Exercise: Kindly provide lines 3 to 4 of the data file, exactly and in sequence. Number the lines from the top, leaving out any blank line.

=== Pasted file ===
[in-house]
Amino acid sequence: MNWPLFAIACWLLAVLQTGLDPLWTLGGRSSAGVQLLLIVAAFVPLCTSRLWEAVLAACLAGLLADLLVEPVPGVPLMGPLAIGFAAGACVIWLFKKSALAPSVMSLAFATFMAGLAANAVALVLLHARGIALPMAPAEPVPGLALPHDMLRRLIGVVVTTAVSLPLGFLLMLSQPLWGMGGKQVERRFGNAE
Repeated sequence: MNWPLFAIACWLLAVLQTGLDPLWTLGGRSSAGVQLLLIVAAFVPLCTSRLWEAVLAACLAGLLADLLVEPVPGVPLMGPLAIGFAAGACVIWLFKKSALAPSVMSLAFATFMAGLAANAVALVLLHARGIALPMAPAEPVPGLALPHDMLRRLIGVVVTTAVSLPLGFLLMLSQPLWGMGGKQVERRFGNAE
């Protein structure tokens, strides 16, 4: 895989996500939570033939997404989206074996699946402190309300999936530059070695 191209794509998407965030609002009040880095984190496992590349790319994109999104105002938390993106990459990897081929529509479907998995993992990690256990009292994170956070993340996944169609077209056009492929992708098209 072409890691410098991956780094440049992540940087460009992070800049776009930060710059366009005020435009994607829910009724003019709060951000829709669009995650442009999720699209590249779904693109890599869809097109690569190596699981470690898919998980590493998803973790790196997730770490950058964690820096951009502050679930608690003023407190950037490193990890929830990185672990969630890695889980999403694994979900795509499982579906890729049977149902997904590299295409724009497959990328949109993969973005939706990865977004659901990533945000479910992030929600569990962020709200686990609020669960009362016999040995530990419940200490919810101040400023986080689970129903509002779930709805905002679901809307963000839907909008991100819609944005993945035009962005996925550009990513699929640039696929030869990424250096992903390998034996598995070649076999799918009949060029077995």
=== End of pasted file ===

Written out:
Repeated sequence: MNWPLFAIACWLLAVLQTGLDPLWTLGGRSSAGVQLLLIVAAFVPLCTSRLWEAVLAACLAGLLADLLVEPVPGVPLMGPLAIGFAAGACVIWLFKKSALAPSVMSLAFATFMAGLAANAVALVLLHARGIALPMAPAEPVPGLALPHDMLRRLIGVVVTTAVSLPLGFLLMLSQPLWGMGGKQVERRFGNAE
């Protein structure tokens, strides 16, 4: 895989996500939570033939997404989206074996699946402190309300999936530059070695 191209794509998407965030609002009040880095984190496992590349790319994109999104105002938390993106990459990897081929529509479907998995993992990690256990009292994170956070993340996944169609077209056009492929992708098209 072409890691410098991956780094440049992540940087460009992070800049776009930060710059366009005020435009994607829910009724003019709060951000829709669009995650442009999720699209590249779904693109890599869809097109690569190596699981470690898919998980590493998803973790790196997730770490950058964690820096951009502050679930608690003023407190950037490193990890929830990185672990969630890695889980999403694994979900795509499982579906890729049977149902997904590299295409724009497959990328949109993969973005939706990865977004659901990533945000479910992030929600569990962020709200686990609020669960009362016999040995530990419940200490919810101040400023986080689970129903509002779930709805905002679901809307963000839907909008991100819609944005993945035009962005996925550009990513699929640039696929030869990424250096992903390998034996598995070649076999799918009949060029077995």